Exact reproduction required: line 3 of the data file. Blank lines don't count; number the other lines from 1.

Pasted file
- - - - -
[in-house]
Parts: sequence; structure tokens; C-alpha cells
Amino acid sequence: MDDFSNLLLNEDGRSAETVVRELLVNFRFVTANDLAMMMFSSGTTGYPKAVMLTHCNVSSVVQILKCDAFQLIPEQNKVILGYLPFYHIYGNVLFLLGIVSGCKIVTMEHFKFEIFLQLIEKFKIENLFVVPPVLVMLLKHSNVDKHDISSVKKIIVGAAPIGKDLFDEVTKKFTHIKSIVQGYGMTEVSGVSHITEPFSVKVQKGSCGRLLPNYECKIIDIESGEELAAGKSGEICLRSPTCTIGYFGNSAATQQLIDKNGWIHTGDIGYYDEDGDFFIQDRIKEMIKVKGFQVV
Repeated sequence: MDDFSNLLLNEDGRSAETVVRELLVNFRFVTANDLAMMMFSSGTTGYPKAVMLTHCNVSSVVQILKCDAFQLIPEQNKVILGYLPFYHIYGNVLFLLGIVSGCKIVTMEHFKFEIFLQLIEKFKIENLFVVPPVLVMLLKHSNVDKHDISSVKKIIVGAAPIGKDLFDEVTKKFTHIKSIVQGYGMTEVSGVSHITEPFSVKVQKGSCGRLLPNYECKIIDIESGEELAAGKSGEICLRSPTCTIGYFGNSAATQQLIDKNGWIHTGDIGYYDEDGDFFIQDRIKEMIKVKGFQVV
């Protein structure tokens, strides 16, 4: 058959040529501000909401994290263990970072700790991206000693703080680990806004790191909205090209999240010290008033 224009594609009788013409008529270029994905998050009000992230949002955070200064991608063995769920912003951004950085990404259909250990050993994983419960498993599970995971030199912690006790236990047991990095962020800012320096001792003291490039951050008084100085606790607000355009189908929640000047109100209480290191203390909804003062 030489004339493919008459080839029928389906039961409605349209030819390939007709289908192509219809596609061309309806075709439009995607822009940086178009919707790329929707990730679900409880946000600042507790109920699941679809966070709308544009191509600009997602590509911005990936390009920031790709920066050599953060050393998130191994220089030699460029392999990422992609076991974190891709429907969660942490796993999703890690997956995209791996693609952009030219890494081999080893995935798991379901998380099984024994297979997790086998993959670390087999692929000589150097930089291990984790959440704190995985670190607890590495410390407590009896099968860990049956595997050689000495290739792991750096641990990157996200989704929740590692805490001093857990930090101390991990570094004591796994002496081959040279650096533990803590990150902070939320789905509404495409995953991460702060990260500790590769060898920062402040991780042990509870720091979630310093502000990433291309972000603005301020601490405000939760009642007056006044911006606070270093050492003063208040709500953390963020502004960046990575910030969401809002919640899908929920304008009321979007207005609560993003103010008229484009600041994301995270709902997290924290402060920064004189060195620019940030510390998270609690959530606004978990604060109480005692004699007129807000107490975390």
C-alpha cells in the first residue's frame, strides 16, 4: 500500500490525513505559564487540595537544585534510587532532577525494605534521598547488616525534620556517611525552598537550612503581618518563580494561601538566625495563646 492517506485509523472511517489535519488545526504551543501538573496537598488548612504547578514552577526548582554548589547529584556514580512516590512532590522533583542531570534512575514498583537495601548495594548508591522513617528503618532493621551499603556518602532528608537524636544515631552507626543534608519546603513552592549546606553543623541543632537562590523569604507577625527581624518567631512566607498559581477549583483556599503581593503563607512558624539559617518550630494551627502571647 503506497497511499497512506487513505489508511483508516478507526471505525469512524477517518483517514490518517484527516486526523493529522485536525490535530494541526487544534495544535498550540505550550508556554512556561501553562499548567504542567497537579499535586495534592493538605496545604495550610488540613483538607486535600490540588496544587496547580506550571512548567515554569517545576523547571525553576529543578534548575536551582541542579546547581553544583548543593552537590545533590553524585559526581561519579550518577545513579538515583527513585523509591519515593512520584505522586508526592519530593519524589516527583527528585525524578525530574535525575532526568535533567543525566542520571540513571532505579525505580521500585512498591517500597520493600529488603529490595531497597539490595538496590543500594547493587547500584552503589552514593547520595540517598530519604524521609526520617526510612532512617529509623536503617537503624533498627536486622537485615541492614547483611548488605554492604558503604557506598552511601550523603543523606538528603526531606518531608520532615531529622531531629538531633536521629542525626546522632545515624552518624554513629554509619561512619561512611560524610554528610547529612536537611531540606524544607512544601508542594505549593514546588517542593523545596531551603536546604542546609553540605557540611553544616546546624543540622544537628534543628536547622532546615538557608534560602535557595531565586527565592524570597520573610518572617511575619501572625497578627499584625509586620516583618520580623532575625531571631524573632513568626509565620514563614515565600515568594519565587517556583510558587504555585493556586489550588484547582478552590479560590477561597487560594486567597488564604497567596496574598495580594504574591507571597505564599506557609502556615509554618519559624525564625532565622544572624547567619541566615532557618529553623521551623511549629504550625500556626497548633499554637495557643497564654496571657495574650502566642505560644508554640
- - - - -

Amino acid sequence: MDDFSNLLLNEDGRSAETVVRELLVNFRFVTANDLAMMMFSSGTTGYPKAVMLTHCNVSSVVQILKCDAFQLIPEQNKVILGYLPFYHIYGNVLFLLGIVSGCKIVTMEHFKFEIFLQLIEKFKIENLFVVPPVLVMLLKHSNVDKHDISSVKKIIVGAAPIGKDLFDEVTKKFTHIKSIVQGYGMTEVSGVSHITEPFSVKVQKGSCGRLLPNYECKIIDIESGEELAAGKSGEICLRSPTCTIGYFGNSAATQQLIDKNGWIHTGDIGYYDEDGDFFIQDRIKEMIKVKGFQVV